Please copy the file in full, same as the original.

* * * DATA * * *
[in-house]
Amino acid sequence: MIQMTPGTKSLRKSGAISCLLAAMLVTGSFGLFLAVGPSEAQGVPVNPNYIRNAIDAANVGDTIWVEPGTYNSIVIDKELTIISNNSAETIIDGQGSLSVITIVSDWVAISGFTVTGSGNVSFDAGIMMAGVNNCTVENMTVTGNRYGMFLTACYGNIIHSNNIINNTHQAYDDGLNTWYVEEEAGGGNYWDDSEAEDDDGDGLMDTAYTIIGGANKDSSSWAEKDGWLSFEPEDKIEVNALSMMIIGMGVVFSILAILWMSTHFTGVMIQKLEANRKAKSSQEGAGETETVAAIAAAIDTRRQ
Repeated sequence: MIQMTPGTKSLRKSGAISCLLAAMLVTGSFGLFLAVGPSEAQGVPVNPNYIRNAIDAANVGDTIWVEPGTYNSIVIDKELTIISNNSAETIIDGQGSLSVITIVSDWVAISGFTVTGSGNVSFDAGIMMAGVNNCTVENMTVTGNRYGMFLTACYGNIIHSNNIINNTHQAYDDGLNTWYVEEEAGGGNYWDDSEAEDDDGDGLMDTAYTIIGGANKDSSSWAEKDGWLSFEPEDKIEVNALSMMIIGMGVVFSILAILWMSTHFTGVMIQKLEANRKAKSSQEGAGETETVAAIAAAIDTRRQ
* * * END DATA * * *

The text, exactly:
[in-house]
Amino acid sequence: MIQMTPGTKSLRKSGAISCLLAAMLVTGSFGLFLAVGPSEAQGVPVNPNYIRNAIDAANVGDTIWVEPGTYNSIVIDKELTIISNNSAETIIDGQGSLSVITIVSDWVAISGFTVTGSGNVSFDAGIMMAGVNNCTVENMTVTGNRYGMFLTACYGNIIHSNNIINNTHQAYDDGLNTWYVEEEAGGGNYWDDSEAEDDDGDGLMDTAYTIIGGANKDSSSWAEKDGWLSFEPEDKIEVNALSMMIIGMGVVFSILAILWMSTHFTGVMIQKLEANRKAKSSQEGAGETETVAAIAAAIDTRRQ
Repeated sequence: MIQMTPGTKSLRKSGAISCLLAAMLVTGSFGLFLAVGPSEAQGVPVNPNYIRNAIDAANVGDTIWVEPGTYNSIVIDKELTIISNNSAETIIDGQGSLSVITIVSDWVAISGFTVTGSGNVSFDAGIMMAGVNNCTVENMTVTGNRYGMFLTACYGNIIHSNNIINNTHQAYDDGLNTWYVEEEAGGGNYWDDSEAEDDDGDGLMDTAYTIIGGANKDSSSWAEKDGWLSFEPEDKIEVNALSMMIIGMGVVFSILAILWMSTHFTGVMIQKLEANRKAKSSQEGAGETETVAAIAAAIDTRRQ